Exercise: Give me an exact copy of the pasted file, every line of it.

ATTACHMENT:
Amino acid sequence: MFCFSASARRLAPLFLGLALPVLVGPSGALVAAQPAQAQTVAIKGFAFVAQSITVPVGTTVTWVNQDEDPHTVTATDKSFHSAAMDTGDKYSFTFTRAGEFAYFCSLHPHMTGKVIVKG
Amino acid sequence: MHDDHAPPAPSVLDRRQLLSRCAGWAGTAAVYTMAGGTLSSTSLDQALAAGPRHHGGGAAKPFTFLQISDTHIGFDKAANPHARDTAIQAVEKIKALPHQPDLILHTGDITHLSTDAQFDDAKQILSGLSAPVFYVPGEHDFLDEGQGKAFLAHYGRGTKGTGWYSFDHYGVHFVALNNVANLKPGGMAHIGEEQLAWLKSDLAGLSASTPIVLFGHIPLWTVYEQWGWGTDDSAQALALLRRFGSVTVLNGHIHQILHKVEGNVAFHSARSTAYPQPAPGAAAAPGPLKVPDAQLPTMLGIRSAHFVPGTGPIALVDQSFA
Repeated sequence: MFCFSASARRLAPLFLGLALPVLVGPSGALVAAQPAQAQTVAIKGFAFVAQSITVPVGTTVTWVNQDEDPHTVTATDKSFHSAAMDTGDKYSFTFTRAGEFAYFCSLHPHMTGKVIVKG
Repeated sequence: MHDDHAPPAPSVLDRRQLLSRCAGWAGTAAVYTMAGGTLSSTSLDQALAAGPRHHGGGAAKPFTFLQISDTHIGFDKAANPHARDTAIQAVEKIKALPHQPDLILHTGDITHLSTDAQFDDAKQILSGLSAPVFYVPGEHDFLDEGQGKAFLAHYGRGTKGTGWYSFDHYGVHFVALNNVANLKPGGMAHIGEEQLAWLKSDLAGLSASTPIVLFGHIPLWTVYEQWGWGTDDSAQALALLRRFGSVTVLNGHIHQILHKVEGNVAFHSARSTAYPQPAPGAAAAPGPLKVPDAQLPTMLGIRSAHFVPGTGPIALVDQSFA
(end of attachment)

Amino acid sequence: MFCFSASARRLAPLFLGLALPVLVGPSGALVAAQPAQAQTVAIKGFAFVAQSITVPVGTTVTWVNQDEDPHTVTATDKSFHSAAMDTGDKYSFTFTRAGEFAYFCSLHPHMTGKVIVKG
Amino acid sequence: MHDDHAPPAPSVLDRRQLLSRCAGWAGTAAVYTMAGGTLSSTSLDQALAAGPRHHGGGAAKPFTFLQISDTHIGFDKAANPHARDTAIQAVEKIKALPHQPDLILHTGDITHLSTDAQFDDAKQILSGLSAPVFYVPGEHDFLDEGQGKAFLAHYGRGTKGTGWYSFDHYGVHFVALNNVANLKPGGMAHIGEEQLAWLKSDLAGLSASTPIVLFGHIPLWTVYEQWGWGTDDSAQALALLRRFGSVTVLNGHIHQILHKVEGNVAFHSARSTAYPQPAPGAAAAPGPLKVPDAQLPTMLGIRSAHFVPGTGPIALVDQSFA
Repeated sequence: MFCFSASARRLAPLFLGLALPVLVGPSGALVAAQPAQAQTVAIKGFAFVAQSITVPVGTTVTWVNQDEDPHTVTATDKSFHSAAMDTGDKYSFTFTRAGEFAYFCSLHPHMTGKVIVKG
Repeated sequence: MHDDHAPPAPSVLDRRQLLSRCAGWAGTAAVYTMAGGTLSSTSLDQALAAGPRHHGGGAAKPFTFLQISDTHIGFDKAANPHARDTAIQAVEKIKALPHQPDLILHTGDITHLSTDAQFDDAKQILSGLSAPVFYVPGEHDFLDEGQGKAFLAHYGRGTKGTGWYSFDHYGVHFVALNNVANLKPGGMAHIGEEQLAWLKSDLAGLSASTPIVLFGHIPLWTVYEQWGWGTDDSAQALALLRRFGSVTVLNGHIHQILHKVEGNVAFHSARSTAYPQPAPGAAAAPGPLKVPDAQLPTMLGIRSAHFVPGTGPIALVDQSFA